How To Master Your Next On-Camera AuditionWednesday, December 16, 2020
When most people think about acting, the things that come to mind are the glitz and glam of being in front of the camera on set during production. But as any experienced actor will tell you, the REAL work of an actor takes place before any filming begins, before rehearsals, and even before you get the script. The biggest, most time-consuming, and most nerve-wracking part of the job for just about any actor is the audition.
Many actors will go through dozens and dozens of auditions for each single role they land. Rejection goes hand in hand with being an actor--it takes a thick skin to be told "no" many times and still keep showing up.
But just like you grow your skill as an actor by rehearsing, taking classes, and diving into roles, you can grow your audition chops by doing more auditioning, and learning how to fine tune your audition process.
Auditioning isn't just coming out to read in front of the camera--there are many skills to learn to become better. Here are a few tips to get started on mastering your on-camera auditions:
Submit for the right role
One of the most important auditoning skills begins before you step into the casting director's office--submitting for the right role. As an actor, you need to learn what your type is--which sort of characters you are most likely to be seen as and portray. It doesn't make sense to audition for a leading man role if you're more of a character actor. Yet many actors get caught up submitting themselves for roles that they aren't right for. While it's sometimes okay to stretch yourself as an actor, you need to always to keep things realistic for your character type. Learning this very important skill can save you a lot of time and heartache by pursuing the roles you are most suited for.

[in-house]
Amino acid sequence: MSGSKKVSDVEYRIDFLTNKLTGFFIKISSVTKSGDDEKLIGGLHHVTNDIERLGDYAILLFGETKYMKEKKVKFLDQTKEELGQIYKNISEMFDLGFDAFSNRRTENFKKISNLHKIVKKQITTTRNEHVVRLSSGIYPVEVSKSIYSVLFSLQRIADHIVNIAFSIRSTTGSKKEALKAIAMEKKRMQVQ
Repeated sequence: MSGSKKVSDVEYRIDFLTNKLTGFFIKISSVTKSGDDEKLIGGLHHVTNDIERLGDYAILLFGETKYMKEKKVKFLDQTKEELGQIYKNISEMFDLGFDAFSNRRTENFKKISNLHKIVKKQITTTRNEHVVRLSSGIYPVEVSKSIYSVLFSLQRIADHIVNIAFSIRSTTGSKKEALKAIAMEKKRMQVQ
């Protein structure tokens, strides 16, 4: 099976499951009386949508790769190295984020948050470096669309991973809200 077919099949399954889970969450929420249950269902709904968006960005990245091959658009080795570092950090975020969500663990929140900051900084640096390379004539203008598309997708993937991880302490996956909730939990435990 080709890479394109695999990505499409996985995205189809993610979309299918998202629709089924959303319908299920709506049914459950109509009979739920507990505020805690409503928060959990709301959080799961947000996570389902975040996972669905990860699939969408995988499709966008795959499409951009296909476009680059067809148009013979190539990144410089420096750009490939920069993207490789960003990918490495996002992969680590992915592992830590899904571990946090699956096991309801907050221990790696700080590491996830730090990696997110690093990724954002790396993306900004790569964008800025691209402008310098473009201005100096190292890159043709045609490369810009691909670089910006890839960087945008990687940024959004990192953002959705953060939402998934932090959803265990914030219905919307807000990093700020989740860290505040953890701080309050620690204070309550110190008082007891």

Begin with a slate
Your acting slate is the your introduction when auditioning for a project. This is typically a very simple greeting, along with your name, but can sometimes also include your agency or representation info, union status, or other information relevant to the specific audition. Be sure to read the audition notice or check with an audition monitor before you audition to see if there are any specific slate requirements. The most important thing to remember is that your slate is the very first thing that people will see in your audition, so you want to be friendly and make a good impression.
Memorize your script
If given the script in advance, it's always best to memorize it---to the best extent that you can. Even if it's not a requirement for that audition, you should definitely be as comfortable as possible so you can avoid looking down at the paper. And if you do need to hold your script...
Hold your script at eye level
If there's one thing that will tank any good audition, it's an actor who has his head buried in a script. There is a lot of film acting that happens through your eyes, so it's important that they be seen on camera. If you do need to hold a script, hold it just below eye level, and as flat to the ground as possible to minimize covering other parts of your face. Don't worry about trying to hide the fact that you're holding a script--the casting director is more concerned with seeing you and your acting than she is worried about whether or not you have book in hand for the audition.
Know your Who, What, and Where
Just because it's an audition, it doesn't mean that you need to let the basics of acting fall to the wayside. Remember the Who, What, and Where of the scene you're auditioning for--Who your character is, What your objective is in that scene, Where you are and Where you just came from. If you're working with just a side (a small section of a script or screenplay used for auditions) and don't have access to the whole script, you may have to make some educated guesses. Make strong, bold choices with these questions to really bring your audition to life.
This should go without saying, but make sure that you're polite and courteous to everyone you meet during the audition process. Being nice can go a long way--there have been many stories of actors losing a part because they were rude to the audition monitor, another actor, or even the casting director. Remember, if you're going to be stuck for long hours on a film set with someone, you want it to be someone that you can get along with.
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